Nikon opted to put the focus motor in their bodies so you could use your old manual focus lenses. Canon's thought was that putting the focus motor in the lens would mean faster focus - and since canon until about 5 years ago ruled the sports world they were right.

Over 20 years time nikon changed their take on it and started to follow canon and began putting the focus motors in some lenses. The D40 and other 'consumer' SLRs don't have focus motors in their bodies so you HAVE to use the new lenses that have the focus motors built in. Get a midlevel and up body and you can use any nikon lens on it.
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Old 04-15-2013, 06:12 PM   #205
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"Nikon opted to put the focus motor in their bodies so you could use your old manual focus lenses. Canon's thought was that putting the focus motor in the lens would mean faster focus - and since canon until about 5 years ago ruled the sports world they were right."

Actually, Nikon continued to use the DC motor in the body with the screw drive so that older style AF lenses could be used. Manual focus lenses, which can still be used on almost all Nikon pro-consumer and higher models, does not need a focus motor. Focus is done by hand. Nikon has remained with the same basic F-mount since 1959.

Canon introduced the new (I believe) 1987 with the EOS line of cameras; I believe this was the 5th design change in lens mounts for the Canon camera line. (Great way to make money on new lenses.) Nikon introduced their first internally focused lens in 1996. That was about 9 years difference in lens focusing, but even today, Nikon continues to make cameras (pro-consumer/pro cameras) that accept manual and screw drive AF lenses that were produced back in the 60s. To some that is a good thing. The consumer cameras tend to accept only AF-S lenses which have the internal focusing motor.

Except for some lenses, the old manual focus and some AF lenses can still be used on most Nikon pro-consumer or pro cameras made. Not true for all lenses, but the majority of lenses can be used. (I agree the D40 could not use non AF-S lenses, but the consumer D70 could, I had one and used my AF lenses with no problems.)

Many people who jumped in to the digital world were told by many camera sales people that they needed new lenses. Problem being in the sensor size being smaller on most digital cameras. The film camera they were coming from was 35mm, but most of the digital cameras released were 24mm (Nikon anyway), thus you had a multiplication factor to figure in when figuring out the crop factor of the final image.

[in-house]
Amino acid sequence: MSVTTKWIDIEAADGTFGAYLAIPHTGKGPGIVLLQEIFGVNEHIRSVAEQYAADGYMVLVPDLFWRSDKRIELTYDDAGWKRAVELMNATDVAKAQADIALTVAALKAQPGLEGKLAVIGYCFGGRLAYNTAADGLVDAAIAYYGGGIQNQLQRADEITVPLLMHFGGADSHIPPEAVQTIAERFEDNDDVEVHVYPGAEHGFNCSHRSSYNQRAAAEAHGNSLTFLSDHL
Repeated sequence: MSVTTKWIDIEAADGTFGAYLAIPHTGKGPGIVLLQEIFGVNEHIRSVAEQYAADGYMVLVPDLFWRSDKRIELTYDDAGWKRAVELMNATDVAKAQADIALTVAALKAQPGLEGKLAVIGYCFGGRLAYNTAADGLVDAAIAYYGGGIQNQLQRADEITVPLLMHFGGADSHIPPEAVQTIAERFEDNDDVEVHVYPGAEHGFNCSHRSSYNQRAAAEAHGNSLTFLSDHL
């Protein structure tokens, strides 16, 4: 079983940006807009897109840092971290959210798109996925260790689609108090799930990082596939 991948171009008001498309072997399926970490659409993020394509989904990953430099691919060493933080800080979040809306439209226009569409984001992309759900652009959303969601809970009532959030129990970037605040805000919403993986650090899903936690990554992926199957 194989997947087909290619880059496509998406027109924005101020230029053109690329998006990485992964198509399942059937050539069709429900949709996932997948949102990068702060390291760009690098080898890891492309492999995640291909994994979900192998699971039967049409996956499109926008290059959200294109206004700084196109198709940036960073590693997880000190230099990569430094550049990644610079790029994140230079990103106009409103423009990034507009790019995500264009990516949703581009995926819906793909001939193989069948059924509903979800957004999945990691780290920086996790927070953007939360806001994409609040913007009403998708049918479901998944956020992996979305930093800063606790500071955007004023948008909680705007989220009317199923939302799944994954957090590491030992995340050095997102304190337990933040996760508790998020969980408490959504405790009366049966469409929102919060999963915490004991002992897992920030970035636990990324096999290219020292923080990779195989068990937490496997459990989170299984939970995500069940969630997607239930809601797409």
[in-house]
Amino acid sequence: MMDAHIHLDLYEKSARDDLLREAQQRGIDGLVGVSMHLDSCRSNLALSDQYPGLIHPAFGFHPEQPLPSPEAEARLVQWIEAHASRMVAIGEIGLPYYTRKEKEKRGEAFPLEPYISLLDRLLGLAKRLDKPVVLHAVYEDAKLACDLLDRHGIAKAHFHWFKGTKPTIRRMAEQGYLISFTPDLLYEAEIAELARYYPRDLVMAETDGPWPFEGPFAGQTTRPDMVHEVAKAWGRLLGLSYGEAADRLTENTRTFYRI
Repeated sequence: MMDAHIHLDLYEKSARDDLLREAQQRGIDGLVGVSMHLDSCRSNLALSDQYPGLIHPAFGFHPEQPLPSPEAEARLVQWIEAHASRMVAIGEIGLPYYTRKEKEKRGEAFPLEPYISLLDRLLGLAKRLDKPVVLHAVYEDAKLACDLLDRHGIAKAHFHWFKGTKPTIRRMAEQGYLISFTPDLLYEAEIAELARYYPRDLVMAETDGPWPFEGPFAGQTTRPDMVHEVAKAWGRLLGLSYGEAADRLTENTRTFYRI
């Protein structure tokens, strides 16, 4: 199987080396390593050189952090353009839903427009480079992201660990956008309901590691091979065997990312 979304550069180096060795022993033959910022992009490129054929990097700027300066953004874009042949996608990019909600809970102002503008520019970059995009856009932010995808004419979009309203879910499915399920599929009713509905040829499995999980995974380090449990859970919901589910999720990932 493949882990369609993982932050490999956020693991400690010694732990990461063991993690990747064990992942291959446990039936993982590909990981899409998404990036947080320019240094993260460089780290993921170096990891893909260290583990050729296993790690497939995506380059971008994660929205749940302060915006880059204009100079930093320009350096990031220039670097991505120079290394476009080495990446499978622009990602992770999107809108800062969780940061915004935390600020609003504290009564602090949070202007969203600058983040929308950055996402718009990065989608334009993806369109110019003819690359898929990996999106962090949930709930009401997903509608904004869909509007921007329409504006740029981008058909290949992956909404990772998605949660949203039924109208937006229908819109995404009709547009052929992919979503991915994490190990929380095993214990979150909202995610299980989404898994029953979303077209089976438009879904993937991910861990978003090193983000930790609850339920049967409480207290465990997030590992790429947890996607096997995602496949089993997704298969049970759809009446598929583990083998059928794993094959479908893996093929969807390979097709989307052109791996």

For example, my 28-70 AF-S (which has an internal AF motor, and was purchased and used on my F5 and F100, as well as my D70, D200 and D300 digital cameras) had an effective focal length of 42-105 when used with the 24mm digital sensor. The actual focal length of the lens does not change, only the crop factor of the image (also known as the field of view crop.)

However, I have used all my film lenses with all my digital cameras with no problems, other than having to purchase a 12-18mm lens for landscape use to take the place of the 20-35 so that I could obtain the same focal length equivalent. (I do believe that you might not be able to use a DX lens (DX meaning the 24mm sensor) on a full frame camera.)

I believe that some of the newer Nikon consumer cameras on the market will not accept the older lenses; AF with screw drive or manual focus. Not sure if this is true, but I do believe I read it somewhere. Nikon also has the G lens that does not have an aperture ring.

Today, I use the D700, which is a full 35mm frame sensor with my 24-70 lens that replaced my 28-70, and the 20-35 for most landscape shots. If I am shooting birds or animals (something I do very seldom) I will use the D300 with one of the telephotos mounted. Don’t need to do any cropping an enlarging this the D300 is a 24mm sensor.